Let me just get this out there:
- This is the best sugar cookie recipe ever. In my humble opinion.
- Cut-out cookies are popular for every occasion. All you need is this recipe and a collection of cookie cutters.
How can I be so confident? Well, I've been making these sugar cookies for every special occasion since 1984. Kids love them, adults love them; they are simply loved by all. I can't take credit for the actual recipe. It was shared with me by my sister-in-law Rita, and it was shared with her by a friend. Who knows how far back it goes from there. Rita and her sister Jeanne make dozens and dozens of these cookies every year during the holiday season. I've been making them in a variety of shapes throughout the years for holidays, school parties, birthday parties, weddings, baby showers, graduations, super bowl parties, and any other special occasion you can think of. Like my toffee, these sugar cookies are expected when I have or attend a party. That's what makes them a signature recipe.
Below is a collection of some of my cookies through the years. (Forgive the poor photo quality--most of these were taken long before I had a decent camera.) That's me in the upper right photo in 1987 with my boys Bracken (now 30) and Tyler (aka T-Man, techie guy for The Yummy Life, now 27). We've rolled a lot of cookie dough through the years.
view cookie cutters on Amazon: house, key
Baseball cookies. I made these for friend and Cardinal's fan Becca when we celebrated her 30th birthday at a St. Louis Cardinal's baseball game.
view cookie cutters on Amazon: baseball glove, baseball bat, cardinal
Cut-out cookies are festive. There's a shape for every occasion. A plate of football-shaped cookies for a super bowl party frosted in the team colors, bunny & egg shapes for Easter, hearts for Valentines Day-- you name it. One recipe in different shapes suits every celebration. A plate of cut-out cookies can define a party theme or holiday. They simply belong at every celebration. So, for me, mastering this recipe has been a big part of my family's cooking, eating, and celebrating.
This is a soft sugar cookie. It's all about the soft texture that falls apart in your mouth. If you bake them too long, they get crispy. Don't do that--they are so much better soft.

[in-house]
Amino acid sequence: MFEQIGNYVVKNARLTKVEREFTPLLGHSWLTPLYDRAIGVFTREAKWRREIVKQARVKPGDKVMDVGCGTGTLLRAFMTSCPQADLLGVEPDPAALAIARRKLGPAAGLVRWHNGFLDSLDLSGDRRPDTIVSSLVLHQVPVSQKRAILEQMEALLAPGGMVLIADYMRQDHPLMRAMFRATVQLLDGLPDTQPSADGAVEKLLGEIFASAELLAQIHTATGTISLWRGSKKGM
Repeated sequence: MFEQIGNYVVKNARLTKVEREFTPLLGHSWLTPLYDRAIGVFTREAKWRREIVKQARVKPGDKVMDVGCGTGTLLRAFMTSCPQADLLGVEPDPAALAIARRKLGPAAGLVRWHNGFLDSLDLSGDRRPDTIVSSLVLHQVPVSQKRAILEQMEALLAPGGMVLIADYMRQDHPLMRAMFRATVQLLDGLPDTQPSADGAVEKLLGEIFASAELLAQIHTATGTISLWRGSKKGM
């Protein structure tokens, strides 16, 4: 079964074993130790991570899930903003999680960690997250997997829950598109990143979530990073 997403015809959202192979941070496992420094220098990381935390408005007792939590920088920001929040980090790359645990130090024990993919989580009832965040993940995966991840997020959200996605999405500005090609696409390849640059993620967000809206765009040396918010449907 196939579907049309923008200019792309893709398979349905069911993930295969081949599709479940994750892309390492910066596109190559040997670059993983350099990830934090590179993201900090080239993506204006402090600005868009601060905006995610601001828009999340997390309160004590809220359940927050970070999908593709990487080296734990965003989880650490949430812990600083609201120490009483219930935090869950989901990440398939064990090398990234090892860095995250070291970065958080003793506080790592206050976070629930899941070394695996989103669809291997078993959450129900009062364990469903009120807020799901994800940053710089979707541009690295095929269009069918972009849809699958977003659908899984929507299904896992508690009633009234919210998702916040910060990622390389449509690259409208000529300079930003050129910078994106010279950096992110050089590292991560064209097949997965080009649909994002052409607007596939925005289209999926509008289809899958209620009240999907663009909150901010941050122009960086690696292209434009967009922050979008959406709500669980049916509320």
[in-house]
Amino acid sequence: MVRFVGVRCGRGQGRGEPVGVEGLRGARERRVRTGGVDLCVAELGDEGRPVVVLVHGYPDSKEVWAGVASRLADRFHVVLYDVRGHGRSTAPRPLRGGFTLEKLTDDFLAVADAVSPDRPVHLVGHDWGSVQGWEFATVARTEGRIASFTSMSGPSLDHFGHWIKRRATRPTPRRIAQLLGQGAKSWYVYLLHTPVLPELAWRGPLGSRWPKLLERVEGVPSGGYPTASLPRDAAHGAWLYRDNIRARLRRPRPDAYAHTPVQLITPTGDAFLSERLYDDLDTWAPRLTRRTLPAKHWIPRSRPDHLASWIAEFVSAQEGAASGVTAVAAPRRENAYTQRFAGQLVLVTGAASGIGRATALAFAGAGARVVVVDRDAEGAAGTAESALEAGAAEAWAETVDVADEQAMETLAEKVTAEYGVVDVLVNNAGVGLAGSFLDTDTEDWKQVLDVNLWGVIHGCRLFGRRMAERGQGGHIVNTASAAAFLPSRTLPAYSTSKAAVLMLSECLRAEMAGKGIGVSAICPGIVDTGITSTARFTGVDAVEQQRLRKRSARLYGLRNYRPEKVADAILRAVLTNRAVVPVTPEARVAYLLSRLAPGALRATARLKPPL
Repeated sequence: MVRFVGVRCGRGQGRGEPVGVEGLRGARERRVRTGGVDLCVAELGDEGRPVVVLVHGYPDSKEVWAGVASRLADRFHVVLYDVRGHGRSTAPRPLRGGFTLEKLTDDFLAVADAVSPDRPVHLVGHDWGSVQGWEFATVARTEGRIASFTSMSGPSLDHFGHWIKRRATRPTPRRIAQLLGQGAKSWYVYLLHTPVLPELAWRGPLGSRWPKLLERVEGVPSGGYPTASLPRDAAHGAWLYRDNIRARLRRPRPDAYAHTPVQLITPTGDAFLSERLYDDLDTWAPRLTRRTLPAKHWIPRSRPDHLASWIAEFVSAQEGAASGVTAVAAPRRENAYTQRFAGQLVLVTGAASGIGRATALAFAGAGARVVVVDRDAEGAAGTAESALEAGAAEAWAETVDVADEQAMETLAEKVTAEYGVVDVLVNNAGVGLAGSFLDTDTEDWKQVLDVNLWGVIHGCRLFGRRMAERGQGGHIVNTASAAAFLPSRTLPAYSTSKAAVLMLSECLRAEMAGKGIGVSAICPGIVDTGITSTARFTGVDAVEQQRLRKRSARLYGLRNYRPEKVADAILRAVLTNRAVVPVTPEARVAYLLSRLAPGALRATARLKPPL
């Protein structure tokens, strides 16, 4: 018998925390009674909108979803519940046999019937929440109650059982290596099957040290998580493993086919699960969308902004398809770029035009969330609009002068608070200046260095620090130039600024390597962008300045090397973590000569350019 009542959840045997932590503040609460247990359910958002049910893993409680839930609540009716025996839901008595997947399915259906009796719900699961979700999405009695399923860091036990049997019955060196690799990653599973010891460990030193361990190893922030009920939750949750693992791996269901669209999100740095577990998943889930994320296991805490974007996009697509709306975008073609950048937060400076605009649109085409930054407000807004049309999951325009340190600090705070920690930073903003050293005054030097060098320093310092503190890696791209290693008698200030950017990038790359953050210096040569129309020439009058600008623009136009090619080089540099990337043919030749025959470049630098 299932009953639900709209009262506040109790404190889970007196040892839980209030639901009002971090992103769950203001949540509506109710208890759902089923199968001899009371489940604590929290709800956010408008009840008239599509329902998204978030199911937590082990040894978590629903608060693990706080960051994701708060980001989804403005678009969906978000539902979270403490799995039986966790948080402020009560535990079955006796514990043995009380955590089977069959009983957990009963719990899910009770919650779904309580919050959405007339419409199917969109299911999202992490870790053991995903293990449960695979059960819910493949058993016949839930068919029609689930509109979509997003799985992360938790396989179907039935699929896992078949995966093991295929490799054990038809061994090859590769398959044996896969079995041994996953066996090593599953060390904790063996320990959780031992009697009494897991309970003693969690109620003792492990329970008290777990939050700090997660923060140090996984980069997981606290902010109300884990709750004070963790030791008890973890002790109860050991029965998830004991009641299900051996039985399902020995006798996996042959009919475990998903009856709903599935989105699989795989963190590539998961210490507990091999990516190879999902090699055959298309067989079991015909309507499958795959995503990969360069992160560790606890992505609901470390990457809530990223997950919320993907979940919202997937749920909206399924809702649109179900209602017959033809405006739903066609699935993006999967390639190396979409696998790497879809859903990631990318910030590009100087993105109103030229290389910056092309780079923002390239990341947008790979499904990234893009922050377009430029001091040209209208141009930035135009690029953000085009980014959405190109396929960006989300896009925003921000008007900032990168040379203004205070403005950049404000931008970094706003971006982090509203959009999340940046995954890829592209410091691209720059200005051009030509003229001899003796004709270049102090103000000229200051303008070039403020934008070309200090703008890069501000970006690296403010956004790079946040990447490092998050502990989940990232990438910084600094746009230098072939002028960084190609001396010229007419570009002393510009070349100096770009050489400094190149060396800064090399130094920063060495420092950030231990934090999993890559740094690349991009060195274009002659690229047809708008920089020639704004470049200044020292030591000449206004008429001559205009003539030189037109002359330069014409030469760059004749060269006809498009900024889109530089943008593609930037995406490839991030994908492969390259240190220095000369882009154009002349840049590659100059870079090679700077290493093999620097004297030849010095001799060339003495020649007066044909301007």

Nutritional information (per cookie): 125 calories, 4.5g fat, 70mg sodium, 19.6g carbs, 10.7g sugars, 1.5g protein, 0g fiber; Weight Watchers PointsPlus: 3
Step-by-step photos for making
Sour Cream Cut-Out Sugar Cookies
Step 1. Assemble the ingredients:
- sour cream
- baking soda
- powdered sugar
- evaporated milk
view on Amazon: organic unbleached white flour (I use this as my go-to all-purpose flour.)
Step 2. Whisk flour, baking soda, & salt together & set aside.
Step 3. With an electric mixer, cream the butter and sour cream at low speed; add the sugar, eggs, and vanilla & mix until combined. It's okay if it's a little lumpy as long as no butter chunks are visible.
Step 4. Gradually add the flour mixture to the sour cream mixture, mixing until well combined. Dough will be sticky. If cookie dough is too thick for your mixer to handle, you can stir it by hand with a wooden spoon.
Step 5. Divide dough onto two pieces of plastic wrap; flatten dough, wrap tightly, and refrigerate until chilled, 1-2 hours.
- Make ahead tip: Dough may be made to this point and refrigerated for up to 3 days or frozen for up to 1 month.
About rolling the cookie dough,
there's one more thing I need to get out there:
- This rolling pin has changed my life. It has a set of rings to screw on the ends so that you roll perfectly even cookie dough in exactly the thickness you want. After using a traditional rolling pin most of my life, I decided to try out this new technology for the first time last year. Life changing. I've made thousands of cut-out cookies through the years, and now for the first time they are perfect every time. The thickness of my cut-out's used to vary some; but now they all have the exact same thickness, so they bake evenly. LOVE this new rolling pin.
View on Amazon: adjustable rolling pin
You also need a cookie cutter or two or more, for whatever the occasion. I'm making cookies for Christmas cookie platters, so I'm making mittens.
Step 6. Heavily flour your work surface. The chilled dough is still sticky, so a generous amount of flour is needed to keep the rolled dough from sticking to the counter. Rub flour on the rolling pin, too. Put one of the pieces of dough on top of the floured surface and sprinkle the top of the dough with more flour. Starting at the center, roll the dough out to one edge; return to the center and roll to the opposite edge. Continue rolling from the center outward until the dough is an even 1/4" thick all over.